Employers doubtless hope that their risk assessments will sit on their shelves gathering dust and will never need to be dug out (except, of course, to be updated) as part of a disclosure exercise. It is obvious that the purpose of the assessment is to encourage employers to think of risks to their employees and to get them to take steps to reduce those risks. But how far does an employer have to go when risk assessing? Can an employer delegate the exercise of carrying out a risk assessment? What is the point anyway of the risk assessment in personal injury litigation?
These questions were all considered in the recent case of Uren v Corporate Leisure (UK) Ltd and MOD (Unreported, 2nd February 2011). Mr. Uren was employed by the MOD and was taking part in a game at a 'Health and Fun Day' (not in Afghanistan but RAF High Wycombe). The game involved retrieving plastic fruit from an inflatable pool with sides which were cylindrical and 1.04 metres high and with water 18 inches deep. Tragically Mr Uren dived into the pool head first and was rendered tetraplegic as a result of breaking his neck. The issue was whether the defendants were in breach of their common law duty of care. Accordingly the questions for the court were the magnitude of the risk and whether such risk could reasonably be reduced or eliminated. The defendants succeeded at trial but the claimant's appeal was allowed on the basis that the judge failed to give sufficient reasons for preferring the defendants' expert.
The Court of Appeal in Uren made some useful comments on risk assessments. Smith L.J. commented that it was obvious that the failure to carry out a proper risk assessment could never be the direct cause of an injury. It may be indirectly causative where it can be shown that some action could reasonably have been taken which would have prevented the injury had been a proper assessment been carried out. The role of the risk assessment at trial is therefore very often bound up with assessing the magnitude of the risk of injury as well as what steps could have been taken to prevent it.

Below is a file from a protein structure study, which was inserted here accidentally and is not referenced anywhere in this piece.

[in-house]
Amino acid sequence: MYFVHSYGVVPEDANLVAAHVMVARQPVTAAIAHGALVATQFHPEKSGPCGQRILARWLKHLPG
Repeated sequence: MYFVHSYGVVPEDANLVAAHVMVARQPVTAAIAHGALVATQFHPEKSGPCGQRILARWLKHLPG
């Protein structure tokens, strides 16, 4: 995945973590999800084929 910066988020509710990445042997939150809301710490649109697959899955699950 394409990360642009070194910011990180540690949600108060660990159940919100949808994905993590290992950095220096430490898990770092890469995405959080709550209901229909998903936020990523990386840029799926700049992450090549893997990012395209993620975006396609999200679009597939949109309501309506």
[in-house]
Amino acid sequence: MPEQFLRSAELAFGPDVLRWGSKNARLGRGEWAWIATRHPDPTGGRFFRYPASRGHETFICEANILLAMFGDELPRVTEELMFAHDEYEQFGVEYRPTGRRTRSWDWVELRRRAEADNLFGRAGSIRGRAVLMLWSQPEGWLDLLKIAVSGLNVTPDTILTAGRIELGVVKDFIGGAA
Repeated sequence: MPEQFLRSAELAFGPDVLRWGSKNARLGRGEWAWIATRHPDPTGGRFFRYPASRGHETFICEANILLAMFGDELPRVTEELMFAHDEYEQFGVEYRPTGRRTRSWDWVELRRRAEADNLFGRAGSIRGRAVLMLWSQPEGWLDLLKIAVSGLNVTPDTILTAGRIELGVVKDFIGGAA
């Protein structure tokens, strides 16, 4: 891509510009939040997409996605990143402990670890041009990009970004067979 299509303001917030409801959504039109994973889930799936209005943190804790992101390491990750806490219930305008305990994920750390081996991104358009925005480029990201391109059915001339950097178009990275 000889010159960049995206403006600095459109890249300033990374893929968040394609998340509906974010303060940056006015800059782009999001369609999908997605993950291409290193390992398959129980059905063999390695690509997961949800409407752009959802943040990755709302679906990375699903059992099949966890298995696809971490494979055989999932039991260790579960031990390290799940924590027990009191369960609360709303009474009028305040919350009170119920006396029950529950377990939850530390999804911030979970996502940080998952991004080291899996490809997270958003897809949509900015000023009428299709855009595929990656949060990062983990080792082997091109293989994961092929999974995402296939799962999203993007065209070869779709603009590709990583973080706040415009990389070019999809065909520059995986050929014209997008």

One of the difficulties with those carrying out risk assessments is how far the assessor needs to go. There was some discussion in the case about the impossibility of considering every variable in a given activity. Smith L.J. commented that formal risk assessments are probably more effective in relation to static conditions or activities which are often repeated in a fairly routine way but they may be a less effective tool where a lot of variables may come into play. She expressed sympathy with the recommendation to 'keep it simple'. Defendants may well want to use this passage when being criticised for a simple risk assessment which does not cover every variable. Equally, when faced with a poor generic assessment (created simply to tick the box) claimants will want to draw attention to Smith L.J.'s comment that risk assessments are an 'opportunity for intelligent and well-informed appraisal of risk'.
On the question of whether the risk assessment can be delegated, Smith L.J. reiterated that it could not. However she said that where an employer used a contractor for an activity and satisfied himself that the contractor had carried out a thorough risk assessment, that might lead to the conclusion that the risk assessment carried out by the employer was suitable and sufficient even though not as detailed as would otherwise be required. In the case of Uren the two defendants had not even conferred and so the court had little difficulty in saying that the MOD could not properly rely on the contractor's assessment.